We shouldn’t be surprised that dangerous false teachers can be very friendly. So can cannibals.
The only difference is that while cannibals devour flesh, false teachers devour souls.
Gary Hogg’s “Cannibalism and Human Sacrifice” gives an example of a particularly winsome group of cannibals: “He [Herbert Ward, who traveled the Congo] found, in addition to the cruelty and degradation, abundant good-humour—a quality that subsequent travellers and settlers have frequently mentioned.” Ward writes,
The impression I received from personal intercourse … was that the cannibals of the forest were infinitely more sympathetic than the people of the open country, where the trading instinct is inborn. The cannibals are not schemers, and they are not mean. In direct opposition to all natural conjectures, they are among the best types of men.
Thus the cannibals appeared outwardly as “the best types of men,” yet in murdering and eating humans proved to be inwardly wicked. These traits of appearing righteous while being rotten within likewise applies to false teachers. Scripture says:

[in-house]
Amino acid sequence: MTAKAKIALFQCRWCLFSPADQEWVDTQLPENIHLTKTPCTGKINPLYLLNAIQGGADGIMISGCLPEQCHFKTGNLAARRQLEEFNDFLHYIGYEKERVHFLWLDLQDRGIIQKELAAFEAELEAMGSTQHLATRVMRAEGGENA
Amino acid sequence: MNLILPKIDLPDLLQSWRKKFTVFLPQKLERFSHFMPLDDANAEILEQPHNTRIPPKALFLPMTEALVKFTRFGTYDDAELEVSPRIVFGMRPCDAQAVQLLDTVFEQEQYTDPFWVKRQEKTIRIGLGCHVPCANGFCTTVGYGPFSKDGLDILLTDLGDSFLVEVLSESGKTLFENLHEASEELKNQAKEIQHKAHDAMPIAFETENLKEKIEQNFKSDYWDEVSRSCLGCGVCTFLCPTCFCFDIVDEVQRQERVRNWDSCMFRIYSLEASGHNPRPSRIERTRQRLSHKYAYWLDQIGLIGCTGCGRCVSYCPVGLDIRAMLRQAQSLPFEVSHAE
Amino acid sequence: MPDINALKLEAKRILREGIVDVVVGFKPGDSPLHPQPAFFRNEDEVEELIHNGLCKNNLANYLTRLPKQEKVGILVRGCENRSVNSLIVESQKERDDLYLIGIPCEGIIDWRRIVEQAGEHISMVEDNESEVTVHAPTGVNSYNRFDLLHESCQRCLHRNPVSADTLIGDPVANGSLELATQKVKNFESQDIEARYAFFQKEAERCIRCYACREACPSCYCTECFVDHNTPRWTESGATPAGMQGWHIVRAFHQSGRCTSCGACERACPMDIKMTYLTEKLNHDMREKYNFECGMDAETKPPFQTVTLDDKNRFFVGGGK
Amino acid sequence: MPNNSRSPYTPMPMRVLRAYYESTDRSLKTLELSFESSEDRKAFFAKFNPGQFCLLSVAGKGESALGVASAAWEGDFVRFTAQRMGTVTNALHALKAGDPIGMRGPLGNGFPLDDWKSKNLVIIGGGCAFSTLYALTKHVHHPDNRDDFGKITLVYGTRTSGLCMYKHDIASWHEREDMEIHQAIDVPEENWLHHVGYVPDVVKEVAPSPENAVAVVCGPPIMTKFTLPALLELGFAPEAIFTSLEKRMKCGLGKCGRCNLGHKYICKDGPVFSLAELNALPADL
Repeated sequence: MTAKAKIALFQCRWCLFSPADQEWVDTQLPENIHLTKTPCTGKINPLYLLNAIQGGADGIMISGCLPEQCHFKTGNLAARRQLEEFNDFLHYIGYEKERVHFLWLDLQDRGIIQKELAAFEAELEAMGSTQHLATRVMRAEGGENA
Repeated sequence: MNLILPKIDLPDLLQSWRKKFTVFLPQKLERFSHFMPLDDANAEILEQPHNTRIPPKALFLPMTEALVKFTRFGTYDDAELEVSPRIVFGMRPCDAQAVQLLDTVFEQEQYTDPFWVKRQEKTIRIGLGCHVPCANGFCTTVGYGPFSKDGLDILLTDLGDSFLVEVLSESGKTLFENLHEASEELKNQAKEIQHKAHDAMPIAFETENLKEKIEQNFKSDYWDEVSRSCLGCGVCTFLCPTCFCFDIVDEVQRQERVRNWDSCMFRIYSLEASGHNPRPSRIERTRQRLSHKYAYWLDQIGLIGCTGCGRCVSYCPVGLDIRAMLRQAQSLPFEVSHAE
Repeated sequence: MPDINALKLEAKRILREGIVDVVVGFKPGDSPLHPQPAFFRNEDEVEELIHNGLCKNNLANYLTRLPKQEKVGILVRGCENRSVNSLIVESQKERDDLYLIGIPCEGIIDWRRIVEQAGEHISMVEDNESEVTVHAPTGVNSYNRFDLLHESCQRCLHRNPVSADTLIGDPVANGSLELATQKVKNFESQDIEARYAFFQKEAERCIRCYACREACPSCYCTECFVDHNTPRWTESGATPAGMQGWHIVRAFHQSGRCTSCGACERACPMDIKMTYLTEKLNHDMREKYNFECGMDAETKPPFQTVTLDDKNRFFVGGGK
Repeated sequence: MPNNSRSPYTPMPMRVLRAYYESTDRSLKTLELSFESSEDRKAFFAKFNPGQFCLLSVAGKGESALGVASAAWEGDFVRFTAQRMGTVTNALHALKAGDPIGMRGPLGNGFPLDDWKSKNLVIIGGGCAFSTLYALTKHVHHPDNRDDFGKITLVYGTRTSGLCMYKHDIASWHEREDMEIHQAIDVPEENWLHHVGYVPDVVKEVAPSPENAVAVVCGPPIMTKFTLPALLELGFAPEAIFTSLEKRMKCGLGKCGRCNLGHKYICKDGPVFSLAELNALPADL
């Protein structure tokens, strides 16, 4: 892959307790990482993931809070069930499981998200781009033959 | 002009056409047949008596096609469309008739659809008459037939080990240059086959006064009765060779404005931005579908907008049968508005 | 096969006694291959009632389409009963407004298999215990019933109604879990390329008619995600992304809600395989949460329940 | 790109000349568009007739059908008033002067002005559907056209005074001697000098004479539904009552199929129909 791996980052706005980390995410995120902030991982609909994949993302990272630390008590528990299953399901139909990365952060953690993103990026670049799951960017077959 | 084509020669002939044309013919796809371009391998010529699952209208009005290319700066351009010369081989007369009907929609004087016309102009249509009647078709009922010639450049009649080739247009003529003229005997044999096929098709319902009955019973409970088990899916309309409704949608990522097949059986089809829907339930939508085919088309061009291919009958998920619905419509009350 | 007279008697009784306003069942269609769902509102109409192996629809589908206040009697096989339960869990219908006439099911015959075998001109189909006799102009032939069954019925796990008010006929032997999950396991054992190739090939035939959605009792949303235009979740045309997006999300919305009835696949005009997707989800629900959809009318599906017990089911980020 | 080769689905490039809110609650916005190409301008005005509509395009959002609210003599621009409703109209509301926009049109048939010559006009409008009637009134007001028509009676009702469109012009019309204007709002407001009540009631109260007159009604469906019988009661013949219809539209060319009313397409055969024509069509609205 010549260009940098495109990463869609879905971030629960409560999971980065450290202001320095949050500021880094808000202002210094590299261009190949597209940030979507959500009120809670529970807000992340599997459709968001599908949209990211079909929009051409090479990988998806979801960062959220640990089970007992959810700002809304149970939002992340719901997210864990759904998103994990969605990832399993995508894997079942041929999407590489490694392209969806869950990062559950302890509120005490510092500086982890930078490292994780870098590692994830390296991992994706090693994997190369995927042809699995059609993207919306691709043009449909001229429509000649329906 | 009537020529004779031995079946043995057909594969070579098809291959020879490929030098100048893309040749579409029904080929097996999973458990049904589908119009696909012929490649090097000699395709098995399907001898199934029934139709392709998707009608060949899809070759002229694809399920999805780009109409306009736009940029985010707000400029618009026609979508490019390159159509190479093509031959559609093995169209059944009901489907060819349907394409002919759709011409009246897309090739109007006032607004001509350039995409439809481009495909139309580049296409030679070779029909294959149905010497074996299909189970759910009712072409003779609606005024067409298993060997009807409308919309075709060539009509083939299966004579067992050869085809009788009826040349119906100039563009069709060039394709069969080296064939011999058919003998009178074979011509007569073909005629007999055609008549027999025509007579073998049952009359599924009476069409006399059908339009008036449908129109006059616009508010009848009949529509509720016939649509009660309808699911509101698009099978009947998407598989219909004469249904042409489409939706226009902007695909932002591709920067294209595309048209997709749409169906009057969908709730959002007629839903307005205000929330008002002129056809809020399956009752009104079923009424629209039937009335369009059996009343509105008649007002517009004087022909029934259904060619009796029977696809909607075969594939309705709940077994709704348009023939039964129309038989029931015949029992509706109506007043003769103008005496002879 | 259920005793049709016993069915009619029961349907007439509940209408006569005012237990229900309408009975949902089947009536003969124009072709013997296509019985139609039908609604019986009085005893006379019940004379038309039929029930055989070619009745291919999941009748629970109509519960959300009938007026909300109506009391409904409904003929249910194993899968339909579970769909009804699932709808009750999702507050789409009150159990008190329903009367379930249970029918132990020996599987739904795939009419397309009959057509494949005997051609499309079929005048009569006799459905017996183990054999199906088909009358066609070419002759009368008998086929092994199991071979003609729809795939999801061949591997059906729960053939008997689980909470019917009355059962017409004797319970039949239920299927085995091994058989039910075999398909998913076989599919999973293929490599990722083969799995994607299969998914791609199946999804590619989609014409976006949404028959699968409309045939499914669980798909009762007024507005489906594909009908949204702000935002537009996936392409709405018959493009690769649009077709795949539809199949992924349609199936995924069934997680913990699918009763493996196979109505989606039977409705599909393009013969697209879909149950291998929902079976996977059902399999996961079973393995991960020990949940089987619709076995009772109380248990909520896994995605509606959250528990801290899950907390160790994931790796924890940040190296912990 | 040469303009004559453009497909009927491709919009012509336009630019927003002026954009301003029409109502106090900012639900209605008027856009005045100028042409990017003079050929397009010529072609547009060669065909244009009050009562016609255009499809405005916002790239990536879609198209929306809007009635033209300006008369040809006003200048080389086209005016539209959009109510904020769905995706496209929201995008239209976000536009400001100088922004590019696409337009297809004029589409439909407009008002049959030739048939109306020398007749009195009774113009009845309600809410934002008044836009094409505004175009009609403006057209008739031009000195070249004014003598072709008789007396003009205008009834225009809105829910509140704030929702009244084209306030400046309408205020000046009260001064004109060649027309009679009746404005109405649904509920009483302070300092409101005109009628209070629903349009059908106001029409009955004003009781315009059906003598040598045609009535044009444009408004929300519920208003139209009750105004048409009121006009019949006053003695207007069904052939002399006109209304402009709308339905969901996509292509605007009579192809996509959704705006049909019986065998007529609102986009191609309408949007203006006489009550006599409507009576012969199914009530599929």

“For such men are false apostles, deceitful workmen, disguising themselves as apostles of Christ. And no wonder, for even Satan disguises himself as an angel of light. So it is no surprise if his servants, also, disguise themselves as servants of righteousness. Their end will correspond to their deeds.”
(2 Corinthians 11:13-15)
“Beware of false prophets, who come to you in sheep’s clothing but inwardly are ravenous wolves.” (Matthew 7:15)
So don’t judge a professing teacher of God’s word by the size of his smile or the gentleness of his words. Judge him by the Bible.
If you don’t, your soul might be cannibalized.
Wolves Among You
 Garry Hogg, Cannibalism and Human Sacrifice (New York, NY: The Citadel Press, 1966), 107.